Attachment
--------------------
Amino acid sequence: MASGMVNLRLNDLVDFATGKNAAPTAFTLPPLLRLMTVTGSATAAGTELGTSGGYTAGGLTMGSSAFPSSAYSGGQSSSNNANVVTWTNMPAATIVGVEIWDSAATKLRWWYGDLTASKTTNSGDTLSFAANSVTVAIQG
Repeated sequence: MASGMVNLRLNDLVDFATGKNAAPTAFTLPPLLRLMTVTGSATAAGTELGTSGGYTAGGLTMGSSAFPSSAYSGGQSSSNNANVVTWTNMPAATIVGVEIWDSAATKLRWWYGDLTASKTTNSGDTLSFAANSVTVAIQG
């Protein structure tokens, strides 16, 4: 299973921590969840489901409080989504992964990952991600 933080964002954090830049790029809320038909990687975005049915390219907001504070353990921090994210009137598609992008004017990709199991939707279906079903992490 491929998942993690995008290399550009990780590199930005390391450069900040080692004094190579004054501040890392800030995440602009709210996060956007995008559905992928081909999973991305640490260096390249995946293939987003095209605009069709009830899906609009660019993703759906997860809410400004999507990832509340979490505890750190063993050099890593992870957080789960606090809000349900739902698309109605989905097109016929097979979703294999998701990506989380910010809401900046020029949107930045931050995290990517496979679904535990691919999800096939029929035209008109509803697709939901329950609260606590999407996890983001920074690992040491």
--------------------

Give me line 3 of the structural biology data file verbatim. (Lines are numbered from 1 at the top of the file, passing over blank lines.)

């Protein structure tokens, strides 16, 4: 299973921590969840489901409080989504992964990952991600 933080964002954090830049790029809320038909990687975005049915390219907001504070353990921090994210009137598609992008004017990709199991939707279906079903992490 491929998942993690995008290399550009990780590199930005390391450069900040080692004094190579004054501040890392800030995440602009709210996060956007995008559905992928081909999973991305640490260096390249995946293939987003095209605009069709009830899906609009660019993703759906997860809410400004999507990832509340979490505890750190063993050099890593992870957080789960606090809000349900739902698309109605989905097109016929097979979703294999998701990506989380910010809401900046020029949107930045931050995290990517496979679904535990691919999800096939029929035209008109509803697709939901329950609260606590999407996890983001920074690992040491």